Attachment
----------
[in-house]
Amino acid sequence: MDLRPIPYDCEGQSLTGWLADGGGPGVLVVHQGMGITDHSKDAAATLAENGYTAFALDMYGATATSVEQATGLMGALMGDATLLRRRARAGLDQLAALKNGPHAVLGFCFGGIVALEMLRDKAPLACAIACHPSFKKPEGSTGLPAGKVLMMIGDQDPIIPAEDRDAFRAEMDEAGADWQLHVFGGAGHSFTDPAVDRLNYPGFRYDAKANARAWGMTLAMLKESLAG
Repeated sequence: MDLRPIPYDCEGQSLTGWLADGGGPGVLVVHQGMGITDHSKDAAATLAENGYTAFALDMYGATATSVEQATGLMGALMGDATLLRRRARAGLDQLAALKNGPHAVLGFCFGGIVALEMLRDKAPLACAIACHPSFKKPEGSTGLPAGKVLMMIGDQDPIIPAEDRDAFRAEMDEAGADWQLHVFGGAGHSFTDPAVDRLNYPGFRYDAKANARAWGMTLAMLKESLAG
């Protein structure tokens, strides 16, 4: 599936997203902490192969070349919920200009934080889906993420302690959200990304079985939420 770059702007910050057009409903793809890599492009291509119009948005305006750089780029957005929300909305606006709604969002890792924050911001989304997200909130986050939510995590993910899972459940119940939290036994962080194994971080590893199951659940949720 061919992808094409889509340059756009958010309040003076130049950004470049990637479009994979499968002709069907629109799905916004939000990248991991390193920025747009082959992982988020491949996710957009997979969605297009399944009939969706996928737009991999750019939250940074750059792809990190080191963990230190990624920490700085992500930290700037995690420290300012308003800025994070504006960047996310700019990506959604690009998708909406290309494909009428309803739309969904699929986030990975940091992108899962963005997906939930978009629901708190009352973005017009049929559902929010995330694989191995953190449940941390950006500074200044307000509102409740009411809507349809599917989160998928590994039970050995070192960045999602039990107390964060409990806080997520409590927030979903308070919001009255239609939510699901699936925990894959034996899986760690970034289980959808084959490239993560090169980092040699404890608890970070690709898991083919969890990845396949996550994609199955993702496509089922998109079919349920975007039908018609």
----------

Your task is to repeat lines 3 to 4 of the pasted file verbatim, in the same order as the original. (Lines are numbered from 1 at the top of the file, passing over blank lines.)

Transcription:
Repeated sequence: MDLRPIPYDCEGQSLTGWLADGGGPGVLVVHQGMGITDHSKDAAATLAENGYTAFALDMYGATATSVEQATGLMGALMGDATLLRRRARAGLDQLAALKNGPHAVLGFCFGGIVALEMLRDKAPLACAIACHPSFKKPEGSTGLPAGKVLMMIGDQDPIIPAEDRDAFRAEMDEAGADWQLHVFGGAGHSFTDPAVDRLNYPGFRYDAKANARAWGMTLAMLKESLAG
């Protein structure tokens, strides 16, 4: 599936997203902490192969070349919920200009934080889906993420302690959200990304079985939420 770059702007910050057009409903793809890599492009291509119009948005305006750089780029957005929300909305606006709604969002890792924050911001989304997200909130986050939510995590993910899972459940119940939290036994962080194994971080590893199951659940949720 061919992808094409889509340059756009958010309040003076130049950004470049990637479009994979499968002709069907629109799905916004939000990248991991390193920025747009082959992982988020491949996710957009997979969605297009399944009939969706996928737009991999750019939250940074750059792809990190080191963990230190990624920490700085992500930290700037995690420290300012308003800025994070504006960047996310700019990506959604690009998708909406290309494909009428309803739309969904699929986030990975940091992108899962963005997906939930978009629901708190009352973005017009049929559902929010995330694989191995953190449940941390950006500074200044307000509102409740009411809507349809599917989160998928590994039970050995070192960045999602039990107390964060409990806080997520409590927030979903308070919001009255239609939510699901699936925990894959034996899986760690970034289980959808084959490239993560090169980092040699404890608890970070690709898991083919969890990845396949996550994609199955993702496509089922998109079919349920975007039908018609």